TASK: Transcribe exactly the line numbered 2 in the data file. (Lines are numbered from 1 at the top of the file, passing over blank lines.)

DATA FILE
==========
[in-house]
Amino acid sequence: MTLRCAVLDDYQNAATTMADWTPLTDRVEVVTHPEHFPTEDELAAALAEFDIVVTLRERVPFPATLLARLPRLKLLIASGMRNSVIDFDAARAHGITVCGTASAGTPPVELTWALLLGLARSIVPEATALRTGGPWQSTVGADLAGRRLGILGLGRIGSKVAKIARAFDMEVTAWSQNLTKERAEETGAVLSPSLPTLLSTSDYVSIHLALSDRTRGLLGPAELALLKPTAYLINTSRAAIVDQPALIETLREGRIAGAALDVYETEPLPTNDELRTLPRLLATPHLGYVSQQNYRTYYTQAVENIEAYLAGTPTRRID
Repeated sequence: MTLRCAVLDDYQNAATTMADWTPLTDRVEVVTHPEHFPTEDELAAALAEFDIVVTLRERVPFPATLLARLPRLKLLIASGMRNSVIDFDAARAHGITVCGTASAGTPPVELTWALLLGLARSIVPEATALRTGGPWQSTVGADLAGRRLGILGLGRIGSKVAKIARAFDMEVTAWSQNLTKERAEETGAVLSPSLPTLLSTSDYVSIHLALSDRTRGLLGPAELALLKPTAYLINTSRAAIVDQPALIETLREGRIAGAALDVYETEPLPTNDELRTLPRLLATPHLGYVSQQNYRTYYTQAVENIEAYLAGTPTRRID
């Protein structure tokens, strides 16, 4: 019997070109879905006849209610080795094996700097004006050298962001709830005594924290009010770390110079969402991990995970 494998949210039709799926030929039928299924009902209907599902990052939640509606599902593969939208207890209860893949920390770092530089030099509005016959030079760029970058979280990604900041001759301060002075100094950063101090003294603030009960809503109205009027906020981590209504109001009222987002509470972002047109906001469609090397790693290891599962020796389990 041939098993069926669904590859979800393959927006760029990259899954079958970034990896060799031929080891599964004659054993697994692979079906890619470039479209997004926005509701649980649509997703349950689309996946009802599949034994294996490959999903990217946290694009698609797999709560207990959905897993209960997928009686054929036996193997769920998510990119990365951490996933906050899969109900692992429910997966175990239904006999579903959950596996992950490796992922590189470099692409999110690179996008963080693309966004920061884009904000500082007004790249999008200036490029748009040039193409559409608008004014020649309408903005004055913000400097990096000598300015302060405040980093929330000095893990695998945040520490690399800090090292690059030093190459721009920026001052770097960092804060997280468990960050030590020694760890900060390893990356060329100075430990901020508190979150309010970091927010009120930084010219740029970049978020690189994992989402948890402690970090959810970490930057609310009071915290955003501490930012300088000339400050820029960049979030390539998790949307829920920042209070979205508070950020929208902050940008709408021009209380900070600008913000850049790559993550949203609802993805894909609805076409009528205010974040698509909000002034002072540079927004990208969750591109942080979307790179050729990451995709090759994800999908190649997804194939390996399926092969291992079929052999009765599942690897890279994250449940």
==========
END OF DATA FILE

Amino acid sequence: MTLRCAVLDDYQNAATTMADWTPLTDRVEVVTHPEHFPTEDELAAALAEFDIVVTLRERVPFPATLLARLPRLKLLIASGMRNSVIDFDAARAHGITVCGTASAGTPPVELTWALLLGLARSIVPEATALRTGGPWQSTVGADLAGRRLGILGLGRIGSKVAKIARAFDMEVTAWSQNLTKERAEETGAVLSPSLPTLLSTSDYVSIHLALSDRTRGLLGPAELALLKPTAYLINTSRAAIVDQPALIETLREGRIAGAALDVYETEPLPTNDELRTLPRLLATPHLGYVSQQNYRTYYTQAVENIEAYLAGTPTRRID